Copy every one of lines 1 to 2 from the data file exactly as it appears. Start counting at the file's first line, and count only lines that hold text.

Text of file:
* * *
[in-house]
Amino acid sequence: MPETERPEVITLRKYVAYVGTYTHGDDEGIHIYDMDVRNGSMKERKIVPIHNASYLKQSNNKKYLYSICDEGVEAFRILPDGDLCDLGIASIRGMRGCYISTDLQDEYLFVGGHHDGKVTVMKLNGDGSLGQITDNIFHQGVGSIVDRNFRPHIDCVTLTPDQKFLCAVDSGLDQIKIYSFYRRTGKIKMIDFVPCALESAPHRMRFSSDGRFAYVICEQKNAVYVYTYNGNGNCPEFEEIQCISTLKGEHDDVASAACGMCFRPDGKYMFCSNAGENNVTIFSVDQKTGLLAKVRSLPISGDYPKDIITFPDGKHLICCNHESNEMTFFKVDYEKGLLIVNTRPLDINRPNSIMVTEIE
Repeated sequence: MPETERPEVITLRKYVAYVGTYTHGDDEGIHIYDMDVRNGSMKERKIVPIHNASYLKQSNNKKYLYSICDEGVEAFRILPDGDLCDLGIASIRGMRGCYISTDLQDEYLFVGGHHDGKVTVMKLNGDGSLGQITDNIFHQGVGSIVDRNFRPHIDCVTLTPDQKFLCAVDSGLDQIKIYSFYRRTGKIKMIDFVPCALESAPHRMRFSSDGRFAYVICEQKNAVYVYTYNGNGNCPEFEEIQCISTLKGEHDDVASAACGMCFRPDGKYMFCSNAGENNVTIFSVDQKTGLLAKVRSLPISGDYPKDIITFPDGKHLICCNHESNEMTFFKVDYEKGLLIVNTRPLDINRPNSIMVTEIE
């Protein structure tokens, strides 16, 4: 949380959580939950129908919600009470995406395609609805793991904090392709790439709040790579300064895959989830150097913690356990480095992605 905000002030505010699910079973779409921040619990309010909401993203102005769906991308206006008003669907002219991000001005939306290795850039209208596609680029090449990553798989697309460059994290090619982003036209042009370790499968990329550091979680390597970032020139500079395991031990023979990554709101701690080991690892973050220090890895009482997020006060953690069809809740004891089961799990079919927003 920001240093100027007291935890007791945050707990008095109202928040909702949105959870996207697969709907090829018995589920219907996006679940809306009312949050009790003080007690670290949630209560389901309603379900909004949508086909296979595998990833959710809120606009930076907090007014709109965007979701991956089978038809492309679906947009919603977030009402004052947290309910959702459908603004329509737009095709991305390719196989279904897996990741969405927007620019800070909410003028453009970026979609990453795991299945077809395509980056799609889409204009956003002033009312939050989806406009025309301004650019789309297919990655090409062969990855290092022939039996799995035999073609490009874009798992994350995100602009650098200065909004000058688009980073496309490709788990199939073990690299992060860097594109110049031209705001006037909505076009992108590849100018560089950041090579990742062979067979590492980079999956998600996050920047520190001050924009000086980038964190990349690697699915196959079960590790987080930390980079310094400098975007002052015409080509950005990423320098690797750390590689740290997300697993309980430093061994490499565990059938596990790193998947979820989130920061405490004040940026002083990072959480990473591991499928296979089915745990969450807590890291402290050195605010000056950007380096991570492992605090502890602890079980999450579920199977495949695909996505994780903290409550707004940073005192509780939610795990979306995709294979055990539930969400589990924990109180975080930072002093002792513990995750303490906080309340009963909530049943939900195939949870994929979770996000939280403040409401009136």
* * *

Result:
[in-house]
Amino acid sequence: MPETERPEVITLRKYVAYVGTYTHGDDEGIHIYDMDVRNGSMKERKIVPIHNASYLKQSNNKKYLYSICDEGVEAFRILPDGDLCDLGIASIRGMRGCYISTDLQDEYLFVGGHHDGKVTVMKLNGDGSLGQITDNIFHQGVGSIVDRNFRPHIDCVTLTPDQKFLCAVDSGLDQIKIYSFYRRTGKIKMIDFVPCALESAPHRMRFSSDGRFAYVICEQKNAVYVYTYNGNGNCPEFEEIQCISTLKGEHDDVASAACGMCFRPDGKYMFCSNAGENNVTIFSVDQKTGLLAKVRSLPISGDYPKDIITFPDGKHLICCNHESNEMTFFKVDYEKGLLIVNTRPLDINRPNSIMVTEIE